After dinner we hit the stores looking for deals on Star Wars toys...errr...collectibles, as my partner Drunk Redneck corrected me. K-Mart, Wal-Mart, Target, Toys R Us, and the convenience store on the way home for me to get some much needed beer - each store had lines of people waiting for the opening.
Ok, there was no line at the convenience store, but I'm sure there was by the time everyone got through their two hours of shopping. I mean, the shopping was easy. Twenty minutes to put a few items on sale in the cart. It was the hour and forty minutes waiting to get in the store, finding an available cart that wasn't being used as a blockade to herd customers to the registers, and waiting in the corral to get checked out that wore thin on my nerves.
As we headed home, it dawned on me. All those Gen X'ers and Millenials we shared dinner with didn't have time to cook a big family dinner nor time to go to Grandma and Grandpa's house for dinner so they could enjoy the time with their children and grandchildren. The day before Thanksgiving, the Gen X'ers and Millenials worked the retail stores. They woke up on Thanksgiving and hustled some kind of special occasion they knew best how to provide their family before hurrying off to the retail shop to deal with the lines of people who didn't have to work on Thanksgiving and who obviously thought shopping was more important.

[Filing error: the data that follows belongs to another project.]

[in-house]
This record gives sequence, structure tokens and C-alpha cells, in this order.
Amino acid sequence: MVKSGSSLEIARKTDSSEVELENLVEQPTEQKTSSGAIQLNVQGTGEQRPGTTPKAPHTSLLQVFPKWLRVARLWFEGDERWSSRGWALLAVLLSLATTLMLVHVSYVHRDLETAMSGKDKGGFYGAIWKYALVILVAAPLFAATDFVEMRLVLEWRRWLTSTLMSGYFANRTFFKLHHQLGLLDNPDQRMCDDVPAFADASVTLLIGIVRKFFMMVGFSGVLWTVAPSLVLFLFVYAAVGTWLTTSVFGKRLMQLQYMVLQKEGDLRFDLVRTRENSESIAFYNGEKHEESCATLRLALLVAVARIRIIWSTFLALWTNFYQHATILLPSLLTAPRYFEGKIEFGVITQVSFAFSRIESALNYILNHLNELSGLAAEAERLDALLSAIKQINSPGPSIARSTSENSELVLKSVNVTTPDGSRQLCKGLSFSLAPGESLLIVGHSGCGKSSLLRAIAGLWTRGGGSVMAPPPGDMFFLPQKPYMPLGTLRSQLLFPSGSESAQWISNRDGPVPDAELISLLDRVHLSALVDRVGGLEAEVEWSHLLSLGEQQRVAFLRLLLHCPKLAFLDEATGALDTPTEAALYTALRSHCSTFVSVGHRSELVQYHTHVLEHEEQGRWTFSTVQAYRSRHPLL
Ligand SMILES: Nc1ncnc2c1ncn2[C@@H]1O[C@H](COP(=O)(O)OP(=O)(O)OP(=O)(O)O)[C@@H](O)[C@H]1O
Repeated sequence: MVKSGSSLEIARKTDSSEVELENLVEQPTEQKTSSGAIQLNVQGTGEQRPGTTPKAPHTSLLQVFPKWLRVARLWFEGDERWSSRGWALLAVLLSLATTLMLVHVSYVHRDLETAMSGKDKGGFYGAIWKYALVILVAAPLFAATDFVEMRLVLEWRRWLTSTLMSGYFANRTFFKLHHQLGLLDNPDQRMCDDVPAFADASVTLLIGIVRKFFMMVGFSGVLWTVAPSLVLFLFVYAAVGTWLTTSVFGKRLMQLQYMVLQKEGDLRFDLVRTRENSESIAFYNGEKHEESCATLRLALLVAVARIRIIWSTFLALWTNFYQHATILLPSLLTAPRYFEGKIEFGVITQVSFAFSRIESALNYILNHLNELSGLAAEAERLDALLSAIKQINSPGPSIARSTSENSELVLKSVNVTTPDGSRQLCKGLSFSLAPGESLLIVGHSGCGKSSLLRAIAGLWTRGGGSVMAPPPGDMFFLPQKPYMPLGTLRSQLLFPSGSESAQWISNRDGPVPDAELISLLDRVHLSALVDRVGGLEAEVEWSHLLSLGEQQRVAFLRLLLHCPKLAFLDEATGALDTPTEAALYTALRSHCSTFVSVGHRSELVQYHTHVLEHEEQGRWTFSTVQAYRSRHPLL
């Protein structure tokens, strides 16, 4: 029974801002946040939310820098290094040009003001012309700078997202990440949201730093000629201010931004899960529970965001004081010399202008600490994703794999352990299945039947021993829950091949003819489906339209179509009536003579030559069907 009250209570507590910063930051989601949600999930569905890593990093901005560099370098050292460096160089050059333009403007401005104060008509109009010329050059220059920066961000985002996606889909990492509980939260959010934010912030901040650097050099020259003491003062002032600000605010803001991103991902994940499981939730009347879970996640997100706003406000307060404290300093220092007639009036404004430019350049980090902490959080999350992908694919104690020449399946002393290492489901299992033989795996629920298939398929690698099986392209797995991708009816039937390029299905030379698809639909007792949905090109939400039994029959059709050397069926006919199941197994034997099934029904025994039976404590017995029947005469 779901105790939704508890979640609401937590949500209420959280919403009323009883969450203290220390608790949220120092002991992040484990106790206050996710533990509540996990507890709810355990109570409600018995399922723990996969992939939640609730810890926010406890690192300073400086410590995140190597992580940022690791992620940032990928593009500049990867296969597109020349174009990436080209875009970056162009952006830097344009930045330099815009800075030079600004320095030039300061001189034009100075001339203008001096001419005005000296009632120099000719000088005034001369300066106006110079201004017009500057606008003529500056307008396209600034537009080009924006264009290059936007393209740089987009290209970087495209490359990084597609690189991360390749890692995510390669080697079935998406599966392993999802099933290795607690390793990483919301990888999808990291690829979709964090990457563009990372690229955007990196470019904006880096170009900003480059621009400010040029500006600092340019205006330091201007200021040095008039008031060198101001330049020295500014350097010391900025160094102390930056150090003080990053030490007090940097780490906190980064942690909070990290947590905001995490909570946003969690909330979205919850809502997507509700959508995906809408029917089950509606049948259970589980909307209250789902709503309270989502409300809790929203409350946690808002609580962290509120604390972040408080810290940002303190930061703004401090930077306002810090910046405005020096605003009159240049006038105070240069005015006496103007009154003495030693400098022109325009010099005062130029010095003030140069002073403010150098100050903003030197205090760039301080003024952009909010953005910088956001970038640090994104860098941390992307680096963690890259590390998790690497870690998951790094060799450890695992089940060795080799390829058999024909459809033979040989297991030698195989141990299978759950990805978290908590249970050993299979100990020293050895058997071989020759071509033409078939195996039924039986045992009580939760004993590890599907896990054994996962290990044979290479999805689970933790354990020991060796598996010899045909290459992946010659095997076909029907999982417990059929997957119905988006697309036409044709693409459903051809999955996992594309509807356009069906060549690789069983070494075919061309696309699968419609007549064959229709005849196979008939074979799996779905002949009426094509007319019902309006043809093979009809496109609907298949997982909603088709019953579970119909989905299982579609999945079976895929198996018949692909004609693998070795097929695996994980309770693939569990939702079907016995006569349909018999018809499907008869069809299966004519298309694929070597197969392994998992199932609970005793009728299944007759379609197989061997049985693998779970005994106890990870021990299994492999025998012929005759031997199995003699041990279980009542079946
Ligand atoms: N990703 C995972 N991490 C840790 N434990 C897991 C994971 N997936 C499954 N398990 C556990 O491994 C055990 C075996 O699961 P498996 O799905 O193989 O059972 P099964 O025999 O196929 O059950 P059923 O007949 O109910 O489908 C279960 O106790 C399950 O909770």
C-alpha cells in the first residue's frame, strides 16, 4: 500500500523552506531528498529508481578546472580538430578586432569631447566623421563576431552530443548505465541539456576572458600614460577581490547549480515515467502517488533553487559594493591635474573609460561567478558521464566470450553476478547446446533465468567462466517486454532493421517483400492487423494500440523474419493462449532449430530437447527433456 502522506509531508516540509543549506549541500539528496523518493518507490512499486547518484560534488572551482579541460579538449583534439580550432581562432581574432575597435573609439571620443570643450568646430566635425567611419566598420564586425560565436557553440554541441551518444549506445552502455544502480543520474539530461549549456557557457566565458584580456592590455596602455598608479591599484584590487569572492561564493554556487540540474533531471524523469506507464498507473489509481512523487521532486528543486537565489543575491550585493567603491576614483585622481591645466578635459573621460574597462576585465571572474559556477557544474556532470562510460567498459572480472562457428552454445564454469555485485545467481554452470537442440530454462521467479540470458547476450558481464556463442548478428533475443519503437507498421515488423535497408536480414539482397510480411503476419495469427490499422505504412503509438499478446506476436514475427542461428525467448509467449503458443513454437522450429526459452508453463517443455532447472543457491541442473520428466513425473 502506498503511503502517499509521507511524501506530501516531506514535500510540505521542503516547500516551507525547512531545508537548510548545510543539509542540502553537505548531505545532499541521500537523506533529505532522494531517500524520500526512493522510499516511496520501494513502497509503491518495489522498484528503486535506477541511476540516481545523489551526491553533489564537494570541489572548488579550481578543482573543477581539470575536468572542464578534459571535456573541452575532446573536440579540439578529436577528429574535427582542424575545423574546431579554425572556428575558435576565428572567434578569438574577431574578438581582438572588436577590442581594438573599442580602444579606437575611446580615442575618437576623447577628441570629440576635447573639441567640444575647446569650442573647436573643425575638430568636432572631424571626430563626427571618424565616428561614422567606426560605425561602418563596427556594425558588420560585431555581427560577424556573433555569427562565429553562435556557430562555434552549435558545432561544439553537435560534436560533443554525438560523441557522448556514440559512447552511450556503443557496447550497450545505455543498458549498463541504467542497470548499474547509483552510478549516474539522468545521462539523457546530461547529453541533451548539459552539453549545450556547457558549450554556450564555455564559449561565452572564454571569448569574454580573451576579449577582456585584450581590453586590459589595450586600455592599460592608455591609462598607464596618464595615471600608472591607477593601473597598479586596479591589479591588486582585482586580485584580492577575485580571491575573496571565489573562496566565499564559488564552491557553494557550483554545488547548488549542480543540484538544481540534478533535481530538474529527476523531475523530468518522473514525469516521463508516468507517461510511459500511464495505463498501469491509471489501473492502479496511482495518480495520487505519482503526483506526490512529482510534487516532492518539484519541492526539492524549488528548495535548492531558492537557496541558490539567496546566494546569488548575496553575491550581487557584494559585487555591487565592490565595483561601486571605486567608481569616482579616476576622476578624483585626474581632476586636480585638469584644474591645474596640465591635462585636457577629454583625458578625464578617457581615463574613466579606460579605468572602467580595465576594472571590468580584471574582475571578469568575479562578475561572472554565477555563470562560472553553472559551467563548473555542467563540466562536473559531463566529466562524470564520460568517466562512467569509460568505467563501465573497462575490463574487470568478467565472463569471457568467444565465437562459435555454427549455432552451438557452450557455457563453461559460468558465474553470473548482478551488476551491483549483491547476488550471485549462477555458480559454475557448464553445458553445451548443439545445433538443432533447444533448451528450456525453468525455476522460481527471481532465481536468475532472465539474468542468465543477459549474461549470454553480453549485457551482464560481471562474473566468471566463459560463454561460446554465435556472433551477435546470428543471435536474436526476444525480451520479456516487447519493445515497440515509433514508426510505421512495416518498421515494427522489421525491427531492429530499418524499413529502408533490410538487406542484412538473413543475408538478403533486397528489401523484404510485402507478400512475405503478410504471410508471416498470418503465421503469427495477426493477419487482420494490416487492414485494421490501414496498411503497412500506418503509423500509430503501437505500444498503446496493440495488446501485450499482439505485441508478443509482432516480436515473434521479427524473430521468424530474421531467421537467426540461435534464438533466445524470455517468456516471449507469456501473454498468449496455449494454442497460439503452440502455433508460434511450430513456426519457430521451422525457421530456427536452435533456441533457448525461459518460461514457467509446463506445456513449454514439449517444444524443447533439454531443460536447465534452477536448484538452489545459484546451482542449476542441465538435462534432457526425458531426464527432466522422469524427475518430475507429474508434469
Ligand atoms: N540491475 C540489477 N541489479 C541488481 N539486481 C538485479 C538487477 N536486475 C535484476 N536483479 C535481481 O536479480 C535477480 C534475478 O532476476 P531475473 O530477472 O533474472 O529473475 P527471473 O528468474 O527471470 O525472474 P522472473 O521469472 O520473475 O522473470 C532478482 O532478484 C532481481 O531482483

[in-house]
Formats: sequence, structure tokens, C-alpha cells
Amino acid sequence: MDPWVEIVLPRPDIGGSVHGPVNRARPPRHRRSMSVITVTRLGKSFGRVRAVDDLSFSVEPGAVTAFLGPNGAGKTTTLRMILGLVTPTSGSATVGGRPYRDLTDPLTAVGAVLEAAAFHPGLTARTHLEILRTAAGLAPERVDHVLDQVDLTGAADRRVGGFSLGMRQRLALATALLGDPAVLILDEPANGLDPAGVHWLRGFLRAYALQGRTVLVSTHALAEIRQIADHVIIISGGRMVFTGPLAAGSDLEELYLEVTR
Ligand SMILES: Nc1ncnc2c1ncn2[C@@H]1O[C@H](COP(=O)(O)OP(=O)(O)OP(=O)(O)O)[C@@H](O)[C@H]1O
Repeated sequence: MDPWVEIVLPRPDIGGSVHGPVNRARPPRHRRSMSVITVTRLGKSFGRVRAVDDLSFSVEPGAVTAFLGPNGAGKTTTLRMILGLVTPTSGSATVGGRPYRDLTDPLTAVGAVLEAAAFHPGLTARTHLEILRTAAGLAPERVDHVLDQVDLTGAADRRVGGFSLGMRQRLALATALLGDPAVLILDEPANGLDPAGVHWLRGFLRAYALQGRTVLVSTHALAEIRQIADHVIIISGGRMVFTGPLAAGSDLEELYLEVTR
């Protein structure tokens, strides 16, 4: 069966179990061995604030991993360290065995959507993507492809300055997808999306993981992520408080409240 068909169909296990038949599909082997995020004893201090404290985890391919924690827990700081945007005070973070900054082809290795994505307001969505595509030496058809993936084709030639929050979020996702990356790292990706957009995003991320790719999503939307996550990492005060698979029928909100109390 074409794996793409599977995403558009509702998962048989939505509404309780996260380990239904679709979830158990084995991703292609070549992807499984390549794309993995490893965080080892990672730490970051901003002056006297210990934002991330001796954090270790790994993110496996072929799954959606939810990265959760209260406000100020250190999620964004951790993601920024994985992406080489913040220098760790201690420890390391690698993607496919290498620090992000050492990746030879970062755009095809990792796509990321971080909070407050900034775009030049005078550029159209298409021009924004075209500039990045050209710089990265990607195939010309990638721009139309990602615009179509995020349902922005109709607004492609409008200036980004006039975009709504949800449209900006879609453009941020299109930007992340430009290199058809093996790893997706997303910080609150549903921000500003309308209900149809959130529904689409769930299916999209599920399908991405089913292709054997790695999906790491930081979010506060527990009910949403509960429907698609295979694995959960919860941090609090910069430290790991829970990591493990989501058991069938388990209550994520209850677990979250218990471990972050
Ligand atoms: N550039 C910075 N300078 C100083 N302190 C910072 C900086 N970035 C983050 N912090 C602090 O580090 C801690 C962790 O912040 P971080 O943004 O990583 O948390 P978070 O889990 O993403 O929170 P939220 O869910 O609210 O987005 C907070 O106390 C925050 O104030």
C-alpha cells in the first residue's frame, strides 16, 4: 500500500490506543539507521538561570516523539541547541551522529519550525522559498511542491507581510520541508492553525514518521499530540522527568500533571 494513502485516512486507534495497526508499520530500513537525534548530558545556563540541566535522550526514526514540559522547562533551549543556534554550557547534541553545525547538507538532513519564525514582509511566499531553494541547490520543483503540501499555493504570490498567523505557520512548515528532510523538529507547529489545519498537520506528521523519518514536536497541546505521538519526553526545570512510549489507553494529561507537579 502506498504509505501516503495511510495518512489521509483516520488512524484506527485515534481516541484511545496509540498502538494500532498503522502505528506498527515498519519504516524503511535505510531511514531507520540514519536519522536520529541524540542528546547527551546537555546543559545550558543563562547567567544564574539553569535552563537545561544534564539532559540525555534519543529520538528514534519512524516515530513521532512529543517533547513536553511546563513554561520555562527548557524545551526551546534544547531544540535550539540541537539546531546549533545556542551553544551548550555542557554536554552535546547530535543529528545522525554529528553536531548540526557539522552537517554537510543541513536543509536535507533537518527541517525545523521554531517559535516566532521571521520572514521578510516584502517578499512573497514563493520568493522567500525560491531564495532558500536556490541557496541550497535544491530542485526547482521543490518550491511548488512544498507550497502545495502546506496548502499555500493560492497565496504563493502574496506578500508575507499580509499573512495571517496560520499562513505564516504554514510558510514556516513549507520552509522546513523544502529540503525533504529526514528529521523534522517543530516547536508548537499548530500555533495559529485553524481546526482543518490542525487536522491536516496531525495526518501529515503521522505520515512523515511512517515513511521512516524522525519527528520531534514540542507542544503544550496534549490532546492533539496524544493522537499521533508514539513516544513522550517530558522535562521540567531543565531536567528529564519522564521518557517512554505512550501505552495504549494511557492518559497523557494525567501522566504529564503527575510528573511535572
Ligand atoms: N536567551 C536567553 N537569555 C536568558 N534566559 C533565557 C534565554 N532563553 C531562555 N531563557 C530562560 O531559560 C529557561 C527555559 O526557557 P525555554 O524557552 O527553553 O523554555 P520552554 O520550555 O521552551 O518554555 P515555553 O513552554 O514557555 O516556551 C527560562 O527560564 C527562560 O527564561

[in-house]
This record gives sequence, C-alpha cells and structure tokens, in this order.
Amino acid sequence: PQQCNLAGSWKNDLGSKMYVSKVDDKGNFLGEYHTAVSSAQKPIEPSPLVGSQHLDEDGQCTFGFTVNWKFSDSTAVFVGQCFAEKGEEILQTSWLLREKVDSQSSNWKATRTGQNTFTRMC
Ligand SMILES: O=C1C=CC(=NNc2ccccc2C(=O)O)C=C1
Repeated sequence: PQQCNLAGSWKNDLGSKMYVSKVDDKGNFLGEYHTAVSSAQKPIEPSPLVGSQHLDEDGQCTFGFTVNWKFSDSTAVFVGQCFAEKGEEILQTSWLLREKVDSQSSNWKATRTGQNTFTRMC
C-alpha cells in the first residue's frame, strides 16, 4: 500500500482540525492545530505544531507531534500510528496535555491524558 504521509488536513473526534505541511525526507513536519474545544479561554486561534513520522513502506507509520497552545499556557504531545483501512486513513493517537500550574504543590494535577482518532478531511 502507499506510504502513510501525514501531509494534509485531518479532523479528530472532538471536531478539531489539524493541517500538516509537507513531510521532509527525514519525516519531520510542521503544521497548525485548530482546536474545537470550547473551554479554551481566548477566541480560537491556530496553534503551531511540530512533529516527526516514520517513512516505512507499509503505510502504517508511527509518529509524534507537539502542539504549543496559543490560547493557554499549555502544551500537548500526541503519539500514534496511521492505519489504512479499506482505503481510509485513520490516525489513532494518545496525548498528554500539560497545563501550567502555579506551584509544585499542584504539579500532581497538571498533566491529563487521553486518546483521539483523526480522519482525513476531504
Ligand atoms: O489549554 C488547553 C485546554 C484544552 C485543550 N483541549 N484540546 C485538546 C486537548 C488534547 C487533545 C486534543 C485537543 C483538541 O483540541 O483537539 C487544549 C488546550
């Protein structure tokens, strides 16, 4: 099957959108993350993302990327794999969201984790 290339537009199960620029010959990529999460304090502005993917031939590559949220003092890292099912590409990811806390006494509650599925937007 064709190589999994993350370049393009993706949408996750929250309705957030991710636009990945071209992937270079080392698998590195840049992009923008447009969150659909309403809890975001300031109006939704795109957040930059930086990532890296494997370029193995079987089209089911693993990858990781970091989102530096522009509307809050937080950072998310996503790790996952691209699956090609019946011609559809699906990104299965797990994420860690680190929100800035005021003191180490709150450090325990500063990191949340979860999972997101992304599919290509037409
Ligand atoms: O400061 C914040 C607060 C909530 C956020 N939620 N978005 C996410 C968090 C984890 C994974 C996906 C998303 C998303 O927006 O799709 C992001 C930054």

Thanksgiving has always been a family holiday for me. Never again will I ever venture out on Thanksgiving Day because, if I do, someone else will need to sacrifice their family time to serve me in some form. If I need to shop, that's what the Internet is for. If I need to eat, that's what they make frozen pizzas for, which serves as a nice guilt trip to my children who didn't bother to invite me for Thanksgiving dinner.
If I don't make the commitment now that Thanksgiving is family time, not shopping time, it won't be long before the national retailers start opening at 5:00 pm on Christmas Day with 80% off after-Christmas-sales and, of course, acceptance of gift returns.
There are just some holidays we need to keep some semblance of reverence for.Thanksgiving is for families, not shopping. Suffer with them and don't forget to include Grandma and Grandpa.
For your listening pleasure: